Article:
Q: How many drawings do you need for one game, and how long does it take to complete a design for a game?
A: The drawings number well into the hundreds per game. Storyboard panels alone can number into the hundreds, not to mention background sketches, character sketches, concept sketches for game activities, etc. It generally takes about 6 months to complete a design for a game.
Q: What are the greatest challenges when creating the action for the video games?
A: One of the greatest challenges in creating action for video games is creating something that your target audience will find intriguing, stimulating, and fun-something they will want to play over and over again. You don’t want to create something that is so difficult that they will get frustrated and walk away from the game, yet you don’t want to create something too easy. You want to create something in between.
Q: What are you working on now?
A: Currently, I am working on an activity for the next game that is loosely based on the arcade/carnival game “Whack-a-Mole.” I am also currently designing the game bezel, otherwise known as the game’s control panel.
Q: What is something about the process of animation of which the general public isn’t aware?
A: A common misconception is the length of time it takes to animate. It takes a lot longer than most people think. Many times people think because you are an artist you can animate anything. In some cases you may need reference, you may need to do extensive research on the subject matter you are animating, and you may need to do quick studies of the subject matter you are animating. Some animation studios will even bring in reference to help the animators get familiar with the movements of the subject matter they are animating. Look at EA (Electronic Arts™), they go as far as bringing in the actual athletes to get down their movements-Tiger Woods and Marshall Faulk just to name a few.
Q: What advice do you have for kids who want to become professional artist like you?
A: I can’t emphasize enough the importance of life drawing, especially for kids who want to get into the animation industry. Also, learn the computer-it’s easier to take computer classes in high school and college now than when I was in school; we just didn’t have computers as available as kids do now. Lastly, I would advise them to keep up with technology-it’s constantly changing.
Q: Do you do any art for fun?
A: I try to go to the life drawing sessions offered at my community arts center. I haven’t gone in quite a while, but I’d like to get back in the habit of going on a weekly basis. I also plan on taking some more Maya 3D classes.
Q: What are your goals for the future?
A: I would like continue working on video game design. However, I would be happy with any job involving art, whether it is graphic design, web design, web graphics, or even web animation.
Q: What do you find exciting about the games, Adventures in Odyssey and the Sword of the Spirit and Adventures in Odyssey and the Treasure of the Incas, being an animator and video game player yourself?
A: I, personally, find the “arcade” style activities to be exciting in these games. For example, activities like the “Ore Cart” with Connie and “Bat Cave” with Eugene in Sword of the Spirit, are ones that I enjoy. The puzzle activities are cool too, but I am more for the “arcade” type activities. That is why I really enjoy working on our next title. The activities are “arcade” style and some of our inspiration was based upon the classic arcade games of the eighties and early nineties.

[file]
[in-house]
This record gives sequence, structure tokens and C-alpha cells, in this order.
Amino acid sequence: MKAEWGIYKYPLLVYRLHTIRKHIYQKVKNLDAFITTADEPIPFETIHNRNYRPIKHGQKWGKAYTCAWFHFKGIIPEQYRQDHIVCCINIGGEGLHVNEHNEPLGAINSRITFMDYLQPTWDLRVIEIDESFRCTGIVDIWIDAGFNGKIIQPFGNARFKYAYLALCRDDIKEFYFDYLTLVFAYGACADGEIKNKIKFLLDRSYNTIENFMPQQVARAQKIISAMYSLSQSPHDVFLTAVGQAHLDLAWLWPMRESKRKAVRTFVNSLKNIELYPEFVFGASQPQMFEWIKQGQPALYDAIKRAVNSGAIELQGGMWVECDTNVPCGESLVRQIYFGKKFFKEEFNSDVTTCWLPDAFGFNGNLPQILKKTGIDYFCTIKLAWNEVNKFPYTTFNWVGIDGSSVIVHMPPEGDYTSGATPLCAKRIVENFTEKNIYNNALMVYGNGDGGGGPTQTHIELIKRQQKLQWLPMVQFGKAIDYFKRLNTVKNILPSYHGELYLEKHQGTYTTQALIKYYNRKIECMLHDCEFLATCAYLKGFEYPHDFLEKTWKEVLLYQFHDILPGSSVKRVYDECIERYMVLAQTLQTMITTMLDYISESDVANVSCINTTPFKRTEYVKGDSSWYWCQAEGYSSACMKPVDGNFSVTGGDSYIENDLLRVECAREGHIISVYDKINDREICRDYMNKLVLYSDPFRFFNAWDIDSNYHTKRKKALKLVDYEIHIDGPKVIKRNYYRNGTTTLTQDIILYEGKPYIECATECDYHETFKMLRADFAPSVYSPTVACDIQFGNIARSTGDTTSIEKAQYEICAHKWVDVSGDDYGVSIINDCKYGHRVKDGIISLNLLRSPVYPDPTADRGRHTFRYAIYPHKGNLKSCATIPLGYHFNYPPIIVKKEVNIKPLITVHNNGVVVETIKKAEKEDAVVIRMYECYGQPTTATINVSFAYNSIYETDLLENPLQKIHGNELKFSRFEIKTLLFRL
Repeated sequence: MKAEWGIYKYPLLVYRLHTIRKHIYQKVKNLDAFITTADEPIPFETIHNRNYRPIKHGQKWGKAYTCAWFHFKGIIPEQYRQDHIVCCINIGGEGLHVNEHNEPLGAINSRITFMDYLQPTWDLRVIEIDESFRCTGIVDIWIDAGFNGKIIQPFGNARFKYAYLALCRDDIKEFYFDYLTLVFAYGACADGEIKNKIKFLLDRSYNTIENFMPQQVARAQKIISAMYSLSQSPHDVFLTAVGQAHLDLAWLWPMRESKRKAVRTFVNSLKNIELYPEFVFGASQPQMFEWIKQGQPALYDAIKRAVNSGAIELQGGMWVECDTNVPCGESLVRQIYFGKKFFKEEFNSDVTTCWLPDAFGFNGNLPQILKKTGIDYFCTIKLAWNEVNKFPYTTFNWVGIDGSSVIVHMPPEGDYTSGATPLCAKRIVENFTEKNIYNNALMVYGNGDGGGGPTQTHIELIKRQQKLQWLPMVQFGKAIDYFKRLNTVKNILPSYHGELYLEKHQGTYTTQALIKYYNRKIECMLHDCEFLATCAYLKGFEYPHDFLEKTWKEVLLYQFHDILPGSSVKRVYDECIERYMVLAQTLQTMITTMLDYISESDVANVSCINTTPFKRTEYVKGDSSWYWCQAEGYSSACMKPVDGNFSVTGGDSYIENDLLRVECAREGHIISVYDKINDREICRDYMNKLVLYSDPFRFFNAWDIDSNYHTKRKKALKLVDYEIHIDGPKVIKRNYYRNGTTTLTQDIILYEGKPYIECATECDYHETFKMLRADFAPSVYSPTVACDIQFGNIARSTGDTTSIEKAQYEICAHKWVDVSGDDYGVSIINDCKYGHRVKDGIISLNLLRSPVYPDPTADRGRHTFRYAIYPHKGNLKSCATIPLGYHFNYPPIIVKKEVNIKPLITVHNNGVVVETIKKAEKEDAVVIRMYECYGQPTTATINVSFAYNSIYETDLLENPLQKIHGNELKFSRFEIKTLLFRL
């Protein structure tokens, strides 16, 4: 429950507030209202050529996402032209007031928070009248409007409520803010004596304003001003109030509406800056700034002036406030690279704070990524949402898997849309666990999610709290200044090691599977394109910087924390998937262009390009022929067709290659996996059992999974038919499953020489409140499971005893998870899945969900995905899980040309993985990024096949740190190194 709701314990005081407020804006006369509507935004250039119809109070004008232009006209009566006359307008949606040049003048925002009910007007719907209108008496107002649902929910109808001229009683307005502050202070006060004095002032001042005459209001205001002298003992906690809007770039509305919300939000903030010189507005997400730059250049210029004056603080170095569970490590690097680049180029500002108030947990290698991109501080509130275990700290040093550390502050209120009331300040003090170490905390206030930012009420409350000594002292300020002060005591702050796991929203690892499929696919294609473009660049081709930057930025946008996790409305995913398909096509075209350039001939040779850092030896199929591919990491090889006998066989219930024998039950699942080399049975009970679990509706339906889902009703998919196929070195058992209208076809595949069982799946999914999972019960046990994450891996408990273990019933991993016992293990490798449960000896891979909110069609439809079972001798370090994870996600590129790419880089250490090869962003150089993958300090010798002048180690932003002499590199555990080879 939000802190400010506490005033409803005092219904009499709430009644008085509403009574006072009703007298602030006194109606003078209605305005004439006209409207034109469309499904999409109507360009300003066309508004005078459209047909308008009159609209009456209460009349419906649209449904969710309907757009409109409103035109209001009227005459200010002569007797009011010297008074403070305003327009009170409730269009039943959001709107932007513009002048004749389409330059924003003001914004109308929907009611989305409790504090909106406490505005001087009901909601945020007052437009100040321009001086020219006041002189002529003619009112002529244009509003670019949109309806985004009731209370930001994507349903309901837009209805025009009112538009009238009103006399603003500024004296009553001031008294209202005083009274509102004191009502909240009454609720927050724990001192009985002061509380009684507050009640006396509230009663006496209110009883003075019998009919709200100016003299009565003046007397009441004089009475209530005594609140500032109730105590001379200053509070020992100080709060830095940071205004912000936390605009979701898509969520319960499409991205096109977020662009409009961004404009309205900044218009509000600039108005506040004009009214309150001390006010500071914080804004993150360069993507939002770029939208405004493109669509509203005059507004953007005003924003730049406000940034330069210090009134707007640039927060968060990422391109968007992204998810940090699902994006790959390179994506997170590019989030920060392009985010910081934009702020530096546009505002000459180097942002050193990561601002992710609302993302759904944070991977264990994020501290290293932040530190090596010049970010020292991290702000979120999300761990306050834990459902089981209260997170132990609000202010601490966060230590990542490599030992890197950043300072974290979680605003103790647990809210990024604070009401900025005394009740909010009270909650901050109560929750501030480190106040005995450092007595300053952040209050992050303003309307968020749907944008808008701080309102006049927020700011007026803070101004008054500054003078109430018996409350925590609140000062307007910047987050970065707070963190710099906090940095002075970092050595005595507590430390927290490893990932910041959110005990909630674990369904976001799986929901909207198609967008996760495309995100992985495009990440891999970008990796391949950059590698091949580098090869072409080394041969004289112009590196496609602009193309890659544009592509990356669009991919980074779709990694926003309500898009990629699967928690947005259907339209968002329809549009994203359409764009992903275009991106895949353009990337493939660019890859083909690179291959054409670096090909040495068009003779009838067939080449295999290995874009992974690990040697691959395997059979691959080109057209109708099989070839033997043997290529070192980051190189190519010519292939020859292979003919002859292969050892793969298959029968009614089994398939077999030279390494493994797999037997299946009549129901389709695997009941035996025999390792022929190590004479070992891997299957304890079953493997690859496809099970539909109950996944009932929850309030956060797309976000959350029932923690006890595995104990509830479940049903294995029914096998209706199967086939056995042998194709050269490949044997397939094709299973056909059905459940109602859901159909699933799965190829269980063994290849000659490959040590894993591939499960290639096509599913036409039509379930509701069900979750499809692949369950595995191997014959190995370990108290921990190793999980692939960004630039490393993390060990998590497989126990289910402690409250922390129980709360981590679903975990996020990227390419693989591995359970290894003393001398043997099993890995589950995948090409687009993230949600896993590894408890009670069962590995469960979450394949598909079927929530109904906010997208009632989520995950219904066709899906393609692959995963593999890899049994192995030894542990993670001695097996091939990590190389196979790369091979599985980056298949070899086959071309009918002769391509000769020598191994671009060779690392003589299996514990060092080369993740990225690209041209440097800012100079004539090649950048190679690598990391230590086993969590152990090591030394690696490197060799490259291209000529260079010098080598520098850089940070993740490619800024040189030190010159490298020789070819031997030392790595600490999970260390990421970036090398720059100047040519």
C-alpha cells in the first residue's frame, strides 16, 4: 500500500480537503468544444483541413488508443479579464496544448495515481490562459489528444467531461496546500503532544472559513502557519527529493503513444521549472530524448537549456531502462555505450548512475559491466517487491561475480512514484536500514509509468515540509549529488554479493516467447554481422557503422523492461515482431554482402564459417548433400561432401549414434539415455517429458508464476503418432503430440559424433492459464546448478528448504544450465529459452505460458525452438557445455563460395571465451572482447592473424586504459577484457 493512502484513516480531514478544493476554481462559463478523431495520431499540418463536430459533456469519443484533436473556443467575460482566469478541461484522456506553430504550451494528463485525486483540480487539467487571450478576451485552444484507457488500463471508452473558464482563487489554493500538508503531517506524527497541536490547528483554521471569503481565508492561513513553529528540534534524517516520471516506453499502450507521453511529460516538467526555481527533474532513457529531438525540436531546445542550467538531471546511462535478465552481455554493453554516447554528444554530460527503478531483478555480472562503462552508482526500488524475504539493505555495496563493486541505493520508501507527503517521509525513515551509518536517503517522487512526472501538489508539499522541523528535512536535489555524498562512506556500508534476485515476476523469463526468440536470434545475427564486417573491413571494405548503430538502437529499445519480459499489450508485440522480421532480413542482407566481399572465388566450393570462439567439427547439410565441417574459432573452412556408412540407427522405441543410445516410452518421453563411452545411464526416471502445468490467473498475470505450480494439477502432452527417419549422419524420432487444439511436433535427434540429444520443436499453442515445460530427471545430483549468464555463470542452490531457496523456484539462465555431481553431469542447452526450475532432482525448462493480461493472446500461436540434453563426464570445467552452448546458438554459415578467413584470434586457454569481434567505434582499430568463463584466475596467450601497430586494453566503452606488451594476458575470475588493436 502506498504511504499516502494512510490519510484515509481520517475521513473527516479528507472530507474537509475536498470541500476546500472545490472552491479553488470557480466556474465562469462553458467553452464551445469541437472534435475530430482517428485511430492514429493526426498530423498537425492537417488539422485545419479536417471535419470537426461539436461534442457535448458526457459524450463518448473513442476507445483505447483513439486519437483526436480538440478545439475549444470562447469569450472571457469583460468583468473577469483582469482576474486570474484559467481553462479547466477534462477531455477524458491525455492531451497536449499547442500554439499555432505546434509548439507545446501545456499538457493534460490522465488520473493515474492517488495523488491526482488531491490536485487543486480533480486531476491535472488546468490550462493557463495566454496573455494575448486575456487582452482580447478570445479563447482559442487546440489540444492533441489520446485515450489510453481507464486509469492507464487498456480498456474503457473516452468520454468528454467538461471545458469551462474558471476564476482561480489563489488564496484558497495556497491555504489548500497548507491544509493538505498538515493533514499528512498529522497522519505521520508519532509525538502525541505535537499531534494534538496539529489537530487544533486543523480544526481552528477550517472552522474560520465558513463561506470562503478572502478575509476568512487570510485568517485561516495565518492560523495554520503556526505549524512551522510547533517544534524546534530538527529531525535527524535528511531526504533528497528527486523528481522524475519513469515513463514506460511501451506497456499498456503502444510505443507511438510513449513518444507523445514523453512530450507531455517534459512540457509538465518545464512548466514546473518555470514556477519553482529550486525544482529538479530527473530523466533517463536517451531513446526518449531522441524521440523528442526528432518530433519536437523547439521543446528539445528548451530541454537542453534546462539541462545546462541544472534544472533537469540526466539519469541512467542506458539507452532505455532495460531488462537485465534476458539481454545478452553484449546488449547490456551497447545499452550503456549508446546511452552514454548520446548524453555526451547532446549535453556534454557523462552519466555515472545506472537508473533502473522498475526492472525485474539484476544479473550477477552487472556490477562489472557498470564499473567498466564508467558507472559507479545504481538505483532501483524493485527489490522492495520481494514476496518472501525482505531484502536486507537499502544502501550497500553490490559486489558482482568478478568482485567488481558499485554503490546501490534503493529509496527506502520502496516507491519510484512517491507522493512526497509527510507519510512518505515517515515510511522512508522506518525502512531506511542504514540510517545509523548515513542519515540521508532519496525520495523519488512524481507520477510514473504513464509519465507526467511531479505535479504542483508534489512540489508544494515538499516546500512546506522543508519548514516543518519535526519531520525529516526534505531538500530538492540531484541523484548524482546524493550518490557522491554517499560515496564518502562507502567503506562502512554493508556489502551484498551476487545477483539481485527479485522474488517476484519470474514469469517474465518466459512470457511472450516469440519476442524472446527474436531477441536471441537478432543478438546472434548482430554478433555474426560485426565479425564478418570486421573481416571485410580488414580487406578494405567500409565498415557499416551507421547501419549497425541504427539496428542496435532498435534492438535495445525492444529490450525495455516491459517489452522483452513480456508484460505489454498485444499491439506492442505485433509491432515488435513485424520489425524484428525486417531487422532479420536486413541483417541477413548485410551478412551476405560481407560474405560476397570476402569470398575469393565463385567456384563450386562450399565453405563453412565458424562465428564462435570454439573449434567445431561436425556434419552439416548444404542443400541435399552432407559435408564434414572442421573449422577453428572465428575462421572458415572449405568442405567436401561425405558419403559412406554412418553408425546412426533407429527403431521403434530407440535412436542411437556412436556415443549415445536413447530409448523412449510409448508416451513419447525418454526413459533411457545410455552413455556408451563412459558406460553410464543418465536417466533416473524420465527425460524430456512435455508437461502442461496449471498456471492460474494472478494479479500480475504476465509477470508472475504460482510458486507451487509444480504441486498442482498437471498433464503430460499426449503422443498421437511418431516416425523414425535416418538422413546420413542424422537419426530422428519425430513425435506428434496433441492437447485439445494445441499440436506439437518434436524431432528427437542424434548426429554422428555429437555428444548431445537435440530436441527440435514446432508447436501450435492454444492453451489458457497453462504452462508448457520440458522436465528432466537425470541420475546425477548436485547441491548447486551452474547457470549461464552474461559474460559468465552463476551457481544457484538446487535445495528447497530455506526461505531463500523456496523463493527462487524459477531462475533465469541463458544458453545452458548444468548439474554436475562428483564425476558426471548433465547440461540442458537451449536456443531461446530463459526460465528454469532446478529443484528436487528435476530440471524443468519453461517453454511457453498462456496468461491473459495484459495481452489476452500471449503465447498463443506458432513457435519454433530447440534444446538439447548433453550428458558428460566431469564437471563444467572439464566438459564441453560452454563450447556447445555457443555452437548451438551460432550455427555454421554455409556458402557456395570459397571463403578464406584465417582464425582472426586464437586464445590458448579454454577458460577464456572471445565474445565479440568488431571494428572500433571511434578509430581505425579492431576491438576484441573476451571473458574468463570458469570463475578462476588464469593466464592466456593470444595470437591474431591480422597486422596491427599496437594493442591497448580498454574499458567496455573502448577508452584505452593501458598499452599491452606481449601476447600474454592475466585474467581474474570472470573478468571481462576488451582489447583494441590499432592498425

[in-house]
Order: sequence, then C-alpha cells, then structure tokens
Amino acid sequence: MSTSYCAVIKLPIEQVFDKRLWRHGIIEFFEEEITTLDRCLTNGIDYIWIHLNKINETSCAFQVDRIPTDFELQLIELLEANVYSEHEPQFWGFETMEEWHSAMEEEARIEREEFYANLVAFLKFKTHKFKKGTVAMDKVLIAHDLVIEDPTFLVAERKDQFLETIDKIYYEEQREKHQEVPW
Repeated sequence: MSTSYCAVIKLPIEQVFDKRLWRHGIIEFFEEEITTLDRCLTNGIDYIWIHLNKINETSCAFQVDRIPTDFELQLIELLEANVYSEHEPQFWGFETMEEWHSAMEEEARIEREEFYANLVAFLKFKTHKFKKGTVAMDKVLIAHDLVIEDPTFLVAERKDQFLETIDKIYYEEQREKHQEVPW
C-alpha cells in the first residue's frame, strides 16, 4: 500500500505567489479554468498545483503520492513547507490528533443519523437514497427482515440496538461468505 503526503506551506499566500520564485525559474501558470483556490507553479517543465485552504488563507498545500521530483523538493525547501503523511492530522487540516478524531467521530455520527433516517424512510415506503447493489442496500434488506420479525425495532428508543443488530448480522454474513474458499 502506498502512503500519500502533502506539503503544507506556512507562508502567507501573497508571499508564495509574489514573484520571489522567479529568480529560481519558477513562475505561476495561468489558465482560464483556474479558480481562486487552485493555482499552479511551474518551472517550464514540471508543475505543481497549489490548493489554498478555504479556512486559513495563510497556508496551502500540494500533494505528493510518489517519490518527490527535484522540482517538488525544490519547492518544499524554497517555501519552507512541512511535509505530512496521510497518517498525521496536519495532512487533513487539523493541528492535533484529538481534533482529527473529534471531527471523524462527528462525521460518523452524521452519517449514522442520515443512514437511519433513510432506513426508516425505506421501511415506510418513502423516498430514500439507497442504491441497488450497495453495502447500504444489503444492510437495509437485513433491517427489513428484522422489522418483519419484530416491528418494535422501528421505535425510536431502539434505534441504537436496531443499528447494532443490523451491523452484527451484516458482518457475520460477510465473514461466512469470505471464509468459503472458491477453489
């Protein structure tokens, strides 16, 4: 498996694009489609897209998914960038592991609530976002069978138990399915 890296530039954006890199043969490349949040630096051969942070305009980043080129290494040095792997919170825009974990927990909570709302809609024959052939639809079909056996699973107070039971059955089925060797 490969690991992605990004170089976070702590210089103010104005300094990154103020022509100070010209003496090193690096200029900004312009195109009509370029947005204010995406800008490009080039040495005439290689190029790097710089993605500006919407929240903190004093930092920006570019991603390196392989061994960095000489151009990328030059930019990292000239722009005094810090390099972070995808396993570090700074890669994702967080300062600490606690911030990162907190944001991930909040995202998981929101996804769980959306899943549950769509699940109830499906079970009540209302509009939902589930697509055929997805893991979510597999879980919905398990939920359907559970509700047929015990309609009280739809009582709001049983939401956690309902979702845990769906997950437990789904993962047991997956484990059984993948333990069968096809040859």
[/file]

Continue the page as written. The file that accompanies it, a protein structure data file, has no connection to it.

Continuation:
Q: Anything else you want to tell me about yourself or your profession?
A: What I like about my profession is that I am constantly being challenged, and when I do finish a project, it is very rewarding. I am also constantly learning new things from the talented artists I have the pleasure of working with. Many of the artists such as Art Director, Fred Butts, artists/animators, Gary Johnson, Barry Prioste, Todd Wong, Erik Knudsen, and background painter, Carla Cruttendan, I have had the privilege of working with at The Learning Company.

With his detail, design, drawings, and down-right dashing disposition, Fred Dianda is one of Digital Praise Inc.’s multi-talented artists. Now you know the work and passion behind each grimace of Eugene’s mouth, rise of Whit’s brow, and widening of Connie’s eye-the adventure behind the adventure!

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A cool interview. I would add that Fred is no longer working for Digital Praise as this interview was from around 11 years ago. Fred went on to be the lead artist for the well-known app Diner Dash, and then did a couple other Diner Dash apps in the series before moving on to a full-time job doing preschool math program graphics design and animating the characters. I would also add that technology has advanced heavily since this interview and Mr. Dianda’s strategy for animation and drawing may very well have changed since then.

If you have a question, comment, concern or otherwise, use the “contact” form on our website, or send us an email at odysseynerds@mail.com. This is Kungfunaomi, reminding you to come in and nerd out at Odysseynerds!

Interview with Jess Harnell (voice of Wooton Bassett)

Hey nerds! My amazingly awesome friend Luke (The Doctor here on Odysseynerds) got himself an e-mail interview with Jess Harnell (the voice of Wooton Bassett). Thanks to both of them!! Here’s the interview below.

 

1    First of all what is it like playing one of the most loved Adventures In Odyssey characters?

It is an honor and a privilege. I love Wooton as much as I think anybody does and I am very blessed to be able to play this guy.

 

2    If you had to be another Adventures In Odyssey character who would you want to be?

I think everyone else does such a good job playing them that I’m happy where I’m at. So unless Wooton suddenly gets a twin Wooton, I’m cool!

 

3    Have you ever been recognized in public for your voice?

Yes, sometimes people hear my voice and recognize it from one project or another. And then I was also in a movie about voiceover called, “I Know That Voice!” They interviewed me a lot in that movie so I get recognized for that quite a bit, which is always nice, because it’s nice to meet people who like what you do.